• Members of the team present during summer orientation sessions. Or, if that isn’t an option, they all record 2-minute videos about “Why fraternity/sorority is worth it” that are hosted somewhere on-line, and these get shared with parents and students during the summer.
  • Members reach out to parents of incoming students directly over the summer offering to answer questions and offering to explain the benefits and details of fraternity/sorority life.
  • The team hosts a series of virtual (or in-person) seminars over the summer and even into the first couple of weeks of school aimed at incoming or non-affiliated students. Consider “How To Network In College,” “How To Safely Socialize In College,” “Empowering Women For Success at ____ University,” “Finding Your Home at a PWI as a Student of Color,” “How To Balance Academics and College Life,” etc.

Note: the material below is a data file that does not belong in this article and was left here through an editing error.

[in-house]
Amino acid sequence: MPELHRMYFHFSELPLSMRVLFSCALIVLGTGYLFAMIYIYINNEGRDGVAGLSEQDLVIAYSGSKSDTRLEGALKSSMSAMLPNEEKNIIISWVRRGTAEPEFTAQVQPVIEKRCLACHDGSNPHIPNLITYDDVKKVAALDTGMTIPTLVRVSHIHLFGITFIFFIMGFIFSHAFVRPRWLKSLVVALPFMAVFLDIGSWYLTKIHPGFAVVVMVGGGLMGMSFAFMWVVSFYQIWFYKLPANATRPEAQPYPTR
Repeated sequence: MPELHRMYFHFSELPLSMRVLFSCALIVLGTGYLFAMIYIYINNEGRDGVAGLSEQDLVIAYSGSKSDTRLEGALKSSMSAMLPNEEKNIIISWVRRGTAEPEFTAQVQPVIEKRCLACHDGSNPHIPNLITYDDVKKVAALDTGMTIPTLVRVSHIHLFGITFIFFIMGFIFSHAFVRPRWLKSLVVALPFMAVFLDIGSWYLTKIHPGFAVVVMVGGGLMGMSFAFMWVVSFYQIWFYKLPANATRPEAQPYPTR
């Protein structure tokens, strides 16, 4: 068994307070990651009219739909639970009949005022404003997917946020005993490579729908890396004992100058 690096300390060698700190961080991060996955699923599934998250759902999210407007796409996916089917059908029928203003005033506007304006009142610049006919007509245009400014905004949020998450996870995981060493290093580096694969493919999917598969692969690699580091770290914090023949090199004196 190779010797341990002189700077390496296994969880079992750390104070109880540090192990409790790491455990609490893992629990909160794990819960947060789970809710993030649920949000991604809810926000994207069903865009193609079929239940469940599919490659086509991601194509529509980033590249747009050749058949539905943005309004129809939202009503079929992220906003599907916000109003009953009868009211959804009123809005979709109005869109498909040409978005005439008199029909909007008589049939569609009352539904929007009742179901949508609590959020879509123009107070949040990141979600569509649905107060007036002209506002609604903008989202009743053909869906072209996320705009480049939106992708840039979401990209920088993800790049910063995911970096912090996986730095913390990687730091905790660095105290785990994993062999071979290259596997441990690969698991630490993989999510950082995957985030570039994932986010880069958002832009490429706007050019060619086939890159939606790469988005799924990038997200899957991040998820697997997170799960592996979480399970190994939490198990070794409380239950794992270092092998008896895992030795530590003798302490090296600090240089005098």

• The team first does it’s own Mind Joggers exercise, and then solicits top tier leaders that are friends from different chapters for 10 referrals each.
  • The team executes names driving initiatives during the first days/weeks of school (success is only measured by how many names and contact information are collected)… Move-in day, tabling with surveys or a scholarship or a game, referral campaigns, and lots of other tactics like these.
  • The team gives presentations at potential member orientations, etc.
  • The team writes op-ed pieces for campus publications.
  • The team serves in the traditional “recruitment counselor” role, even if that is in an unstructured joining process by simply caring for a small group of students who have indicated interest in fraternity/sorority life.
  • So much more!

What’s the point? Why does a “Street Team” matter?

  • If we can increase the amount of interest shown in fraternities and sororities, we can empower chapters to be more selective (which they want).